Successes and missteps define 2015 NASL season; League growth undeniable
Posted November 18, 2015
Cary, N.C. — After the New York Cosmos won the 2013 North American Soccer League (NASL) Championship by parlaying a fall season-only title into a Soccer Bowl win over the Atlanta Silverbacks, I ended my recap of the championship match with this appraisal:
Meanwhile, the rest of the NASL now realizes business (and budgets) as usual may not be enough to win titles. It will be interesting to see how the next few years play out, whether other teams will cede championships to the well-heeled New Yorkers or (over)spend in an effort to keep up with the Cosmos … Soccer Bowl 2013 weekend was a success for the NASL. What remains to be seen is whether on-the-field success for its members now comes with a price tag many cannot afford.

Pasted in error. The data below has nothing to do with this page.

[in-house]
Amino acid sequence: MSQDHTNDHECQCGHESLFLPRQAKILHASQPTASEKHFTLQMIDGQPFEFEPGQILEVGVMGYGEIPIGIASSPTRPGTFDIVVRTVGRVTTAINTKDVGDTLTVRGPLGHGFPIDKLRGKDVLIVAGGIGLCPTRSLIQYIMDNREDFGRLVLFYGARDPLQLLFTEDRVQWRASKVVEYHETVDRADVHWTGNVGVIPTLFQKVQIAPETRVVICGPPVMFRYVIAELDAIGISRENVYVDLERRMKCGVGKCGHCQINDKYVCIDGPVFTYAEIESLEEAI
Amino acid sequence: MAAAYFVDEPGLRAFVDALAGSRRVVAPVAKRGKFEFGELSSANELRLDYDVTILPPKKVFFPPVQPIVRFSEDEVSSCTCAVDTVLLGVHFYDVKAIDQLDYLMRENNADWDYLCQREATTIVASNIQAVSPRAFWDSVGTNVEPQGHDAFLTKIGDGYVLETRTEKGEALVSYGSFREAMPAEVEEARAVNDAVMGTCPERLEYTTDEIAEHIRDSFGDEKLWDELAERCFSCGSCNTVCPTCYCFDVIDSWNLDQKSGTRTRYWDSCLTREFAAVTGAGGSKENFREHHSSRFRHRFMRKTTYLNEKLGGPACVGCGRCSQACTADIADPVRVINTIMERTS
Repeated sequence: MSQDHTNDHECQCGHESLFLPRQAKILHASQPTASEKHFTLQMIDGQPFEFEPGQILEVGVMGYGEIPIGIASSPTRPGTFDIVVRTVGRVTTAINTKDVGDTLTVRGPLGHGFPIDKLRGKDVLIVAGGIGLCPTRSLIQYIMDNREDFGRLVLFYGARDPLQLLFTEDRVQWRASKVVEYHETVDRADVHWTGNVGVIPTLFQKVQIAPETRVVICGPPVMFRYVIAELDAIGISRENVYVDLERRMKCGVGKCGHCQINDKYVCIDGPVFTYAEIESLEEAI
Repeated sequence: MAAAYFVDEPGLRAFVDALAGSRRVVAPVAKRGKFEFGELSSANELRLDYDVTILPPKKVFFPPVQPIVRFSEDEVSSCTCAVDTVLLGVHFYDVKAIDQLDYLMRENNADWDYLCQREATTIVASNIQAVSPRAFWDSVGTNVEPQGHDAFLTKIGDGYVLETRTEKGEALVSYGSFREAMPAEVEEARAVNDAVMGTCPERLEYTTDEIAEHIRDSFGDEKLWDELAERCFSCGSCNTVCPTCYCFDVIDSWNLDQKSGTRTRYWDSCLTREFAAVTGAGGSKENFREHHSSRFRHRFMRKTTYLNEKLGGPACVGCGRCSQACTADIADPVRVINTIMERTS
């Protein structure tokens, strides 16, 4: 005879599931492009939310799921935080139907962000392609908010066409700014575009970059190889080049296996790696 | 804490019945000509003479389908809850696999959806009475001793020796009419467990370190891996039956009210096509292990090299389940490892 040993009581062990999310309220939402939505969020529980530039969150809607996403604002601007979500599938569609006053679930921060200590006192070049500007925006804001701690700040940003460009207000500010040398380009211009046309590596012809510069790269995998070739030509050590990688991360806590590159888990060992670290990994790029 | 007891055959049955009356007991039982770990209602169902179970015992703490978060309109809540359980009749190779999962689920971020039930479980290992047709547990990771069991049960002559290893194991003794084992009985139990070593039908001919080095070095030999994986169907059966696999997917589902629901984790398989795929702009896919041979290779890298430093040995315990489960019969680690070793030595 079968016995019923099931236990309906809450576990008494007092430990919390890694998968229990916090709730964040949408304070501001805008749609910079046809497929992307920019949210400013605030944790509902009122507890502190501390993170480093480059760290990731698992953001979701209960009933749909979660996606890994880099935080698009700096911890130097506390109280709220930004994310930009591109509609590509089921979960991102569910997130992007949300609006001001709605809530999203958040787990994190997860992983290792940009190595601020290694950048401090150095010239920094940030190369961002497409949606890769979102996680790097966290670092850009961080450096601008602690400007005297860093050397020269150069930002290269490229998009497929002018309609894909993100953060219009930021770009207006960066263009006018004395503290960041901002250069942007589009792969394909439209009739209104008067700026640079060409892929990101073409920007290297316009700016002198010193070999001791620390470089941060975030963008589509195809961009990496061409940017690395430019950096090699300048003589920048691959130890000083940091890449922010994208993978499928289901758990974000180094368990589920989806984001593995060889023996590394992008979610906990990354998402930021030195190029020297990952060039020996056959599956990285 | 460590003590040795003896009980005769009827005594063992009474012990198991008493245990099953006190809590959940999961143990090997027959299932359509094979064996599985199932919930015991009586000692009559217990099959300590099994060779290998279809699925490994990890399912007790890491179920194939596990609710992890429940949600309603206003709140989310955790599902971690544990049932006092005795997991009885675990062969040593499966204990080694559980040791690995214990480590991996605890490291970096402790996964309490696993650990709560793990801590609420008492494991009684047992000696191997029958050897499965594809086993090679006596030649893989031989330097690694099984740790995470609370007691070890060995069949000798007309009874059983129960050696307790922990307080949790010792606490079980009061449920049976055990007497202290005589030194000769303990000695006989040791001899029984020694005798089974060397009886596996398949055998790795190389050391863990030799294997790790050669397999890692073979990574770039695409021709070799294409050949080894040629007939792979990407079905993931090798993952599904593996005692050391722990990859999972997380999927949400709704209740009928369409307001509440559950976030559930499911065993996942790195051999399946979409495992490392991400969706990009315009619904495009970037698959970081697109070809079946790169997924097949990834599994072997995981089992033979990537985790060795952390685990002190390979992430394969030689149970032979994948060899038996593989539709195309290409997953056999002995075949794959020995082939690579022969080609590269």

After 2013, the league instituted a four-team post-season playoff. In the past two years, two teams—the Cosmos and Minnesota United—have made playoffs both years. Not coincidentally, those clubs have two of the three largest player payrolls in the league (the other being the Tampa Bay Rowdies, which finished two points outside the last playoff berth this year).
Last weekend, the Cosmos won their second neo-NASL Championship, a 3-2 victory over the Ottawa Fury. New York’s victory reinforces the growing league-wide reality that spending more on player talent is the most reliable way to perennially challenge for the championship of a league that has full free agency and no salary cap. New York, Minnesota and Tampa Bay continue to expend large sums on players. Meanwhile, the owners of Indy Eleven, Jacksonville, Carolina and an incoming expansion club in Miami have signaled intentions to ramp up their player budgets, even if they won’t—or can’t—keep up with the Cosmos.
According to multiple reliable sources, this spending spree has dramatically increased average player salaries in the division two NASL, triggering a feeding frenzy for proven players and their agents. It’s debatable whether this represents welcome growth and investment, or unsustainable spending. What’s undeniable is that the paradigm shift triggered two years ago is in full swing.